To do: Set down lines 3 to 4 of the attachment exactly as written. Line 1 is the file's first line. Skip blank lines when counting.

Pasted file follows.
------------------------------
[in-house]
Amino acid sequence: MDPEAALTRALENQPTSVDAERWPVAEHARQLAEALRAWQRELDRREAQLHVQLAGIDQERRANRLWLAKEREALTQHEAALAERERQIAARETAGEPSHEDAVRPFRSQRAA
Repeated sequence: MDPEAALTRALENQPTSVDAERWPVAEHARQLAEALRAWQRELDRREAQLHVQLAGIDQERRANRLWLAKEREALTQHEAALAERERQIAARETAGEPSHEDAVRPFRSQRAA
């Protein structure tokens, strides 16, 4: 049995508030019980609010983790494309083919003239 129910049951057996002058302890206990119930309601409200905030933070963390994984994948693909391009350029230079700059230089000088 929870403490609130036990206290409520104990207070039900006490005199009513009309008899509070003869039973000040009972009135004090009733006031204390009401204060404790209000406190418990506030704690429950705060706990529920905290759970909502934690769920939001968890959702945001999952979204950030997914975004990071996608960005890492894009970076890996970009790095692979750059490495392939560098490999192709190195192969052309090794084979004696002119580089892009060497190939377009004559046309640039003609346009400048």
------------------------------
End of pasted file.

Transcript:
Repeated sequence: MDPEAALTRALENQPTSVDAERWPVAEHARQLAEALRAWQRELDRREAQLHVQLAGIDQERRANRLWLAKEREALTQHEAALAERERQIAARETAGEPSHEDAVRPFRSQRAA
């Protein structure tokens, strides 16, 4: 049995508030019980609010983790494309083919003239 129910049951057996002058302890206990119930309601409200905030933070963390994984994948693909391009350029230079700059230089000088 929870403490609130036990206290409520104990207070039900006490005199009513009309008899509070003869039973000040009972009135004090009733006031204390009401204060404790209000406190418990506030704690429950705060706990529920905290759970909502934690769920939001968890959702945001999952979204950030997914975004990071996608960005890492894009970076890996970009790095692979750059490495392939560098490999192709190195192969052309090794084979004696002119580089892009060497190939377009004559046309640039003609346009400048």